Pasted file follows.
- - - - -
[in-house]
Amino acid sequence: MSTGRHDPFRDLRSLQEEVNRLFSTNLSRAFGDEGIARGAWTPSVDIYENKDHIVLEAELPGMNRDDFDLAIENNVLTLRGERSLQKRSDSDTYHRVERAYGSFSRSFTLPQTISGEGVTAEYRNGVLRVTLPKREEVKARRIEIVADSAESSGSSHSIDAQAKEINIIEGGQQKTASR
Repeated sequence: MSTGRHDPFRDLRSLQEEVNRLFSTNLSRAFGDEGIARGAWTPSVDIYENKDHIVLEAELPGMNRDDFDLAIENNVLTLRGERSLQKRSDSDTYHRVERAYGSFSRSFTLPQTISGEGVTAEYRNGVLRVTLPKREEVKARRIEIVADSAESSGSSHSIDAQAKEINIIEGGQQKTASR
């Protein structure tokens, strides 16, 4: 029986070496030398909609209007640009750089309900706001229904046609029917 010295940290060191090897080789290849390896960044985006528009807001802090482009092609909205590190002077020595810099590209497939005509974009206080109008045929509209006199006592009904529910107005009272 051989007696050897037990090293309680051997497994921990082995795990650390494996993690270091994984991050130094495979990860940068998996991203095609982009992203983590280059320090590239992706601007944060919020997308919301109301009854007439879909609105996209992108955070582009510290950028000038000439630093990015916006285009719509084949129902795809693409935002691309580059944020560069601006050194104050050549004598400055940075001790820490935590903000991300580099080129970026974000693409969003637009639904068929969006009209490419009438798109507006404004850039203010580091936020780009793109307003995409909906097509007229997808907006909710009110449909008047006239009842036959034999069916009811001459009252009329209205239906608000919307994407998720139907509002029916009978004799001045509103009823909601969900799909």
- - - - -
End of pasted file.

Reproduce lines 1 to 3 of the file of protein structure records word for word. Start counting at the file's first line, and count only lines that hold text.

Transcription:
[in-house]
Amino acid sequence: MSTGRHDPFRDLRSLQEEVNRLFSTNLSRAFGDEGIARGAWTPSVDIYENKDHIVLEAELPGMNRDDFDLAIENNVLTLRGERSLQKRSDSDTYHRVERAYGSFSRSFTLPQTISGEGVTAEYRNGVLRVTLPKREEVKARRIEIVADSAESSGSSHSIDAQAKEINIIEGGQQKTASR
Repeated sequence: MSTGRHDPFRDLRSLQEEVNRLFSTNLSRAFGDEGIARGAWTPSVDIYENKDHIVLEAELPGMNRDDFDLAIENNVLTLRGERSLQKRSDSDTYHRVERAYGSFSRSFTLPQTISGEGVTAEYRNGVLRVTLPKREEVKARRIEIVADSAESSGSSHSIDAQAKEINIIEGGQQKTASR